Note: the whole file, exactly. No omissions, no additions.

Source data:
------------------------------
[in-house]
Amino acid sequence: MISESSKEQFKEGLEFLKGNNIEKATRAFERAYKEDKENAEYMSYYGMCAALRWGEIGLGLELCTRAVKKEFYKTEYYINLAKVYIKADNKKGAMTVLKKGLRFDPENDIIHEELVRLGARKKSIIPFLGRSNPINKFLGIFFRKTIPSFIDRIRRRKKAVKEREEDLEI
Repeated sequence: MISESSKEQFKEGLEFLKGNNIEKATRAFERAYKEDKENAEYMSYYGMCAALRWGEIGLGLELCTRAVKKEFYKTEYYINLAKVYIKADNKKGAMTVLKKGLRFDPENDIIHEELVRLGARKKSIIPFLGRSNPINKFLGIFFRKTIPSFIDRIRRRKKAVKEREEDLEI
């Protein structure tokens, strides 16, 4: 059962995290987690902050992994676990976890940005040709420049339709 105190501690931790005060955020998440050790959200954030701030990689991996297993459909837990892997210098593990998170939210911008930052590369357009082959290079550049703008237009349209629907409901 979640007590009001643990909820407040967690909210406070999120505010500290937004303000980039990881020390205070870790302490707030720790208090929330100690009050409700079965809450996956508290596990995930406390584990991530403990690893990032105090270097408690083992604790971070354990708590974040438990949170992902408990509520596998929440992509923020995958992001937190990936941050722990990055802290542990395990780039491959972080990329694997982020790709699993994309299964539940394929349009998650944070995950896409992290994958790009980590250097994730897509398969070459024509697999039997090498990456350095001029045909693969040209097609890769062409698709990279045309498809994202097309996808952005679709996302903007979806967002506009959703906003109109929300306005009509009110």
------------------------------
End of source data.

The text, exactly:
[in-house]
Amino acid sequence: MISESSKEQFKEGLEFLKGNNIEKATRAFERAYKEDKENAEYMSYYGMCAALRWGEIGLGLELCTRAVKKEFYKTEYYINLAKVYIKADNKKGAMTVLKKGLRFDPENDIIHEELVRLGARKKSIIPFLGRSNPINKFLGIFFRKTIPSFIDRIRRRKKAVKEREEDLEI
Repeated sequence: MISESSKEQFKEGLEFLKGNNIEKATRAFERAYKEDKENAEYMSYYGMCAALRWGEIGLGLELCTRAVKKEFYKTEYYINLAKVYIKADNKKGAMTVLKKGLRFDPENDIIHEELVRLGARKKSIIPFLGRSNPINKFLGIFFRKTIPSFIDRIRRRKKAVKEREEDLEI
């Protein structure tokens, strides 16, 4: 059962995290987690902050992994676990976890940005040709420049339709 105190501690931790005060955020998440050790959200954030701030990689991996297993459909837990892997210098593990998170939210911008930052590369357009082959290079550049703008237009349209629907409901 979640007590009001643990909820407040967690909210406070999120505010500290937004303000980039990881020390205070870790302490707030720790208090929330100690009050409700079965809450996956508290596990995930406390584990991530403990690893990032105090270097408690083992604790971070354990708590974040438990949170992902408990509520596998929440992509923020995958992001937190990936941050722990990055802290542990395990780039491959972080990329694997982020790709699993994309299964539940394929349009998650944070995950896409992290994958790009980590250097994730897509398969070459024509697999039997090498990456350095001029045909693969040209097609890769062409698709990279045309498809994202097309996808952005679709996302903007979806967002506009959703906003109109929300306005009509009110």